Thank you too for the discussion – it IS refreshing. πŸ™‚

          1. Well, I’m not an expert in tariffs. I can’t say if what the U.S. is getting with the Canadian beef market is equal to the 300% tariff on dairy. I do know, however, that the bottom line is, the U.S. would like free trade for the world. This is what Trump has suggested. This is where our ideologies may part, because I support free trade.

  2. As neither American or Canadian, I feel out of my depth to comment on something I don’t fully understand. I’ve liked this purely for the line ‘It would require some pretzelling’. Apologies for being so shallow on such a serious topic. πŸ˜‰

    1. Thanks for your comment. πŸ™‚ I think that he’s a full NPD narcissist (I’m no professional therapist but if it looks like a duck and quacks like a duck and acts like a duck … ) who is demonstrating all the characteristics of his disorder.

  3. I don’t typically discuss politics on social media since it usually turns into a hate fest. I love your photo though, Lynette! I wish I were out there now. πŸ™‚

    1. I totally understand. Thanks for coming by anyway. πŸ™‚
      The photo was taken last fall and it was a beautiful day – it’s so hot here now with the midnight sun that I wish I were out there too! πŸ™‚

  4. I’m just thankful there are 3000 miles of Atlantic between us and Trump. Not that it means much really, we’re still stuck with his bloody golf courses.
    When he does get to these shores on official business I shall be ready to march, believe me.
    What a classless, vulgar man he is. How anyone can take him seriously with all his stupid tweeting is beyond me.

    1. Oh yes – the golf courses! I forgot about those. I read a piece about Scotland’s first minister who said that he would never welcome Trump there because of all the issues around one of his golf courses.

      My (completely unqualified)opinion is that Trump is an NPD narcissist and the world is starting to find out what that means. There’s going to be a lot more disbelief before people start to realise his methodology.

      Really great to hear from you again! πŸ™‚ I hope that you have been well.

  5. I’m sure it will come as no surprise that I am quite fond of this post. A nice balance of serious and comic elements. I am not one of those folks who feel one should support Trump, no matter what, as if it’s some kind of patriotic duty to grin and bear it. Based on our nation’s founding principles, it is actually my duty to speak out when I witness malfeasance, which means I haven’t shut my mouth for the last three years… πŸ˜‰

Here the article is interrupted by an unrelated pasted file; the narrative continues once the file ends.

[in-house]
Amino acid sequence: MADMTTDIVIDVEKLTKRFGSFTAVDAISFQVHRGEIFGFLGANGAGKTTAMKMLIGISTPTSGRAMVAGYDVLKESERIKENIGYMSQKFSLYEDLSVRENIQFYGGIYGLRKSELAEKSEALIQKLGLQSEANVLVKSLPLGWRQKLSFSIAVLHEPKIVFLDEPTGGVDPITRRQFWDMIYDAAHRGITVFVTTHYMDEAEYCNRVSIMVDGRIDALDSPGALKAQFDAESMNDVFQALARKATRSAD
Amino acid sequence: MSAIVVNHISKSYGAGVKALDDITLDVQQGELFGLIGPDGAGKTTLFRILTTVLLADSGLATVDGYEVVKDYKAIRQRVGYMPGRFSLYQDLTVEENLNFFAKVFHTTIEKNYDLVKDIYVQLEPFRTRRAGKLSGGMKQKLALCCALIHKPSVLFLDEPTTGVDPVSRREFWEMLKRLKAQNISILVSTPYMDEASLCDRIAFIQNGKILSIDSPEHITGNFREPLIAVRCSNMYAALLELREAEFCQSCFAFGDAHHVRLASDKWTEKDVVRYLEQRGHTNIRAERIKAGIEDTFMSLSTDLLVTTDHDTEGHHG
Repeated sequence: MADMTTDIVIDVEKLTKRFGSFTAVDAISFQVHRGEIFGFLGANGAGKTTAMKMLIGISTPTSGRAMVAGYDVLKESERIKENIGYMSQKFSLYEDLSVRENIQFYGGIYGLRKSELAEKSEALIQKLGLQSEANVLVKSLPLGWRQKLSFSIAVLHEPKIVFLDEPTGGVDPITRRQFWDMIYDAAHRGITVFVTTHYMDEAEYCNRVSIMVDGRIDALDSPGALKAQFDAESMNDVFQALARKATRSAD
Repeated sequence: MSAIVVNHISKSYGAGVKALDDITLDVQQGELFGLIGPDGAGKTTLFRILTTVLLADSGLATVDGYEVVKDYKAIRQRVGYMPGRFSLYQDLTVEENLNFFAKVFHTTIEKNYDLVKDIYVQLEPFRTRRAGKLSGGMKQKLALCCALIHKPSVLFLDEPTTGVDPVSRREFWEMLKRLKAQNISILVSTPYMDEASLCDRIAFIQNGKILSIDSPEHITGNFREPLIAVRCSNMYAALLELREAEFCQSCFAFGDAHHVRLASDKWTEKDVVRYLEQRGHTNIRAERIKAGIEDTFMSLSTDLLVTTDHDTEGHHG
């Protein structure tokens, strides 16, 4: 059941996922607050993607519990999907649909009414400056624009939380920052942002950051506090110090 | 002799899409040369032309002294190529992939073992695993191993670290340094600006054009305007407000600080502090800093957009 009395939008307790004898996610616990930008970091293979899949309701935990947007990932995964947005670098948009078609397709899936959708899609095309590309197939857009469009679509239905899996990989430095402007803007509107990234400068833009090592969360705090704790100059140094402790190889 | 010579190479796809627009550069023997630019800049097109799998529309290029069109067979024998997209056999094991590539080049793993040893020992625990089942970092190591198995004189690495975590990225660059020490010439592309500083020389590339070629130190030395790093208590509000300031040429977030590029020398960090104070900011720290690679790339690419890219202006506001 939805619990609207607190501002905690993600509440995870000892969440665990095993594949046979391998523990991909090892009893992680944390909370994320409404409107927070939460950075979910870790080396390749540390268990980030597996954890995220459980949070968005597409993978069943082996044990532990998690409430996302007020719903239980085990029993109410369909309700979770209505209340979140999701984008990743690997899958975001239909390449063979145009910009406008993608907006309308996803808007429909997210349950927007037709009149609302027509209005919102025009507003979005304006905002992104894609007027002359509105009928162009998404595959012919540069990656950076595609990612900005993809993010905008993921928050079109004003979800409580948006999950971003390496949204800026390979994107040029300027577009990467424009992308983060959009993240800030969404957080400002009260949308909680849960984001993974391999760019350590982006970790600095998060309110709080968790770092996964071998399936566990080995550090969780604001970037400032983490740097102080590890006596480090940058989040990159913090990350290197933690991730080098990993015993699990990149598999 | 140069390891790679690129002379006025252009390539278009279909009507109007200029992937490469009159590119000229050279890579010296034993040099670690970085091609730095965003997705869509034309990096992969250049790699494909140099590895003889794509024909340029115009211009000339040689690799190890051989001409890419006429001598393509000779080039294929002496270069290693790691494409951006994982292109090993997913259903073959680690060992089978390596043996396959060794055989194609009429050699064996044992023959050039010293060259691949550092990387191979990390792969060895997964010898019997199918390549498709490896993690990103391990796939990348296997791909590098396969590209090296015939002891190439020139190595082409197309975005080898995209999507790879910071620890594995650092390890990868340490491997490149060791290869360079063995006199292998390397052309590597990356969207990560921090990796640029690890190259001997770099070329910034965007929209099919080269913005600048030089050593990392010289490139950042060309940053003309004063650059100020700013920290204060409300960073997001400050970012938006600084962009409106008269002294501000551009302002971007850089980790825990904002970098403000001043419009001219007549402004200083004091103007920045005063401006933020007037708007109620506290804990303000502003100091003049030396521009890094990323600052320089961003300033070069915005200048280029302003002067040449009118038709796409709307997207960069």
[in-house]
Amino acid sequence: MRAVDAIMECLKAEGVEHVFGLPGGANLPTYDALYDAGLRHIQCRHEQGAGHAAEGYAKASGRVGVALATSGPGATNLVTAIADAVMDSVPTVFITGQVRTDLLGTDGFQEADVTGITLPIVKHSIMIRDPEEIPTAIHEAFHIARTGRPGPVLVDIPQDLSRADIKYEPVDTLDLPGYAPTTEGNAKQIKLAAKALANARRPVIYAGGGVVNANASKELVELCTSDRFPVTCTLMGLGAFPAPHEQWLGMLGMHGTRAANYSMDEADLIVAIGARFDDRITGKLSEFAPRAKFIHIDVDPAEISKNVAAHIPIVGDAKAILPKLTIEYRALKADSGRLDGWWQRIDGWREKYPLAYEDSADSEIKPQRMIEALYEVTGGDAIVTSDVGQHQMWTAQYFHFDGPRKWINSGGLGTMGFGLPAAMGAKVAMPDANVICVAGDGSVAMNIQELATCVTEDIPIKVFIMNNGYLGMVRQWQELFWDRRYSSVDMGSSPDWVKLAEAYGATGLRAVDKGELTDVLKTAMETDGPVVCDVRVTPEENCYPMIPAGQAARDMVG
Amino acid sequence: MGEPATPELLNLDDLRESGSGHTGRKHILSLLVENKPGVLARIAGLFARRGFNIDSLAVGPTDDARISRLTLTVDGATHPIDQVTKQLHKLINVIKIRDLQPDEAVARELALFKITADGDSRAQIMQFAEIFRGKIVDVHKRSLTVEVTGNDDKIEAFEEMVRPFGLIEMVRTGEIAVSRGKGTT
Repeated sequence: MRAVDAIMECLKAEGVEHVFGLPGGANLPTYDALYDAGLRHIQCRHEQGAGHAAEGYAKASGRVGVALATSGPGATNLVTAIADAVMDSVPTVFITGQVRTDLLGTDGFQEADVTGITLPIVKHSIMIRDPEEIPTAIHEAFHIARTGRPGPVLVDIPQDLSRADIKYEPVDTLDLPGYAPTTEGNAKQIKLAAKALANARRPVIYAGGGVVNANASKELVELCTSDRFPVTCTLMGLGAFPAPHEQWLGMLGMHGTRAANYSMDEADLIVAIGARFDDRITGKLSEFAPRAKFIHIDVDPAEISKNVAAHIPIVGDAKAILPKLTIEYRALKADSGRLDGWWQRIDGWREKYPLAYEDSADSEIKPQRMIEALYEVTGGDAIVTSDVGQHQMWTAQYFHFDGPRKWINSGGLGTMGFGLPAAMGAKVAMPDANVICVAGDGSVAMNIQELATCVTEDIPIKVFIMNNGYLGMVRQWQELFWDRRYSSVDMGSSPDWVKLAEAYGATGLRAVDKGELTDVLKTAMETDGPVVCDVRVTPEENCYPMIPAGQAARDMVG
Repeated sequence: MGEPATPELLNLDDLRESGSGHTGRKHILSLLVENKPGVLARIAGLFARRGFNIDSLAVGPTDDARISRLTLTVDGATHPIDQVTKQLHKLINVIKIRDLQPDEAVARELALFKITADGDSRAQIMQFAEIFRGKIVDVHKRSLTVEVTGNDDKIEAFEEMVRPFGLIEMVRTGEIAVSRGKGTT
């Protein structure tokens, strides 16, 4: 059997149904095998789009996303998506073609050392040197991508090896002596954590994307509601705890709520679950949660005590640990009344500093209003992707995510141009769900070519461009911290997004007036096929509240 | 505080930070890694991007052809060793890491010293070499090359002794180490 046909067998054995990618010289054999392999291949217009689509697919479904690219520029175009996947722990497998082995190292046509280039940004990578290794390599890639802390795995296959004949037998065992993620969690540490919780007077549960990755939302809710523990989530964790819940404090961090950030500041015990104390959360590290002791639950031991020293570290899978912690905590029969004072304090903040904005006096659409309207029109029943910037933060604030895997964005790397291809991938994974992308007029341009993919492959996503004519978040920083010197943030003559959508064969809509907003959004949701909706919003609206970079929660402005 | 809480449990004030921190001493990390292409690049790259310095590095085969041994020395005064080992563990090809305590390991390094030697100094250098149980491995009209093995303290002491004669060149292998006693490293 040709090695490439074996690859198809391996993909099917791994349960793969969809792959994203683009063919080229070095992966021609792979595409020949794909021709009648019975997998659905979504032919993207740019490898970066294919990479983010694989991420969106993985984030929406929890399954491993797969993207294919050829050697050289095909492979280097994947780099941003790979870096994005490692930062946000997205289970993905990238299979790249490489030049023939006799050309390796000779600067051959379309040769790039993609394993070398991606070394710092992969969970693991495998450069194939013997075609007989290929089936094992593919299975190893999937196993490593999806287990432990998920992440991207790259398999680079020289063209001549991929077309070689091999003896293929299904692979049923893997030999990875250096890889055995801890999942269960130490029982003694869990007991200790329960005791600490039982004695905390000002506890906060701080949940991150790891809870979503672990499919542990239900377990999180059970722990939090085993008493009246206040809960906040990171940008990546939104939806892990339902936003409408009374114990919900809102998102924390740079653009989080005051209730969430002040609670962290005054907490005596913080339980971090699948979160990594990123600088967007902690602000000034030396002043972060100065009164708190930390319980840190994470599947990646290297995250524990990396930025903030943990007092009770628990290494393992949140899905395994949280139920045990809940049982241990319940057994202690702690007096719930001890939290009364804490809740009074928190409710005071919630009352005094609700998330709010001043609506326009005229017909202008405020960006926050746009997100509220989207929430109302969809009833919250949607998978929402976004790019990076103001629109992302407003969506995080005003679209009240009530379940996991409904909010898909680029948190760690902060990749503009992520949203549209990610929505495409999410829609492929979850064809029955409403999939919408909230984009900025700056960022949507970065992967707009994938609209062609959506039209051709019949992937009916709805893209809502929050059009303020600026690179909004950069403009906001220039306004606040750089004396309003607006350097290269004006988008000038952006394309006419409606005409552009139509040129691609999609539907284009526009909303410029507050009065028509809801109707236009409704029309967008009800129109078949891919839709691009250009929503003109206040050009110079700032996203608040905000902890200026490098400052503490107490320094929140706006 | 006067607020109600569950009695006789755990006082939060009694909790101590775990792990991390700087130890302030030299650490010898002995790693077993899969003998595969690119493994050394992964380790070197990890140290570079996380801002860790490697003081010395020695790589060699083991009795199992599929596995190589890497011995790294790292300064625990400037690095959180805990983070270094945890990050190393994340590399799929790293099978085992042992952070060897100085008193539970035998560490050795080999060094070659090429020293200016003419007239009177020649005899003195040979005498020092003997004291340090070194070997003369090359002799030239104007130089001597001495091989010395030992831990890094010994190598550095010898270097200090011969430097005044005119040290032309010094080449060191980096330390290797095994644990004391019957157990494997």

1. Thank you. πŸ™‚

      Yup – blind orange is not one of your favourites. At this point, a long-sleeved grey might be kind of plain, but refreshing in its own way. πŸ˜‰

      We don’t usually treat our leaders to such patriotic support and we don’t do “support for the position” much either. We have a history of really going at them and of multi-party election results as well. Put together with our diversity (much encouraged, rather than the melting pot philosophy) we can be a very difficult bunch to govern. This example of support for Trudeau is a one-off because he was criticised personally. In fact, I can’t ever remember a US president being so disliked (disliked? We have disliked some previous presidents’ policies, but not they themselves) or people being so shocked at the level of personal disrespect aimed at our PM.

  6. Brave of you to post about the 45th president of the USA. I am chagrined to call him President, annoyed to see his face every day in the media, heartbroken that anyone voted for this jerk, and dismayed at the inevitable harm people will suffer because of his pathological narcissism. I wrote about him on my blog and got a fair share of hate mail from people claiming to understand NPD. What’s curious to me is that these so-called experts dismissed and criticized psychologists’ opinions: Professionals who have studied NPD, written books about NPD, treated people with a clinical NPD (and their victims) and educated the public about NPD. What is up with people who think their self-taught opinion carried more weight than the educated opinions of the psychological community? I can’t quite wrap my head around the arrogance.

    “The Dangerous Case of Donald Trump” is a best-seller and definitely worthy of study. It was written by 27 psychiatrists. I wondered how my Canadian friends felt about this asinine president. 45 will hurt people. Seriously hurt people.

    1. Brave? Or maybe just stupid? πŸ˜‰ So far, there hasn’t been any hate mail of any kind.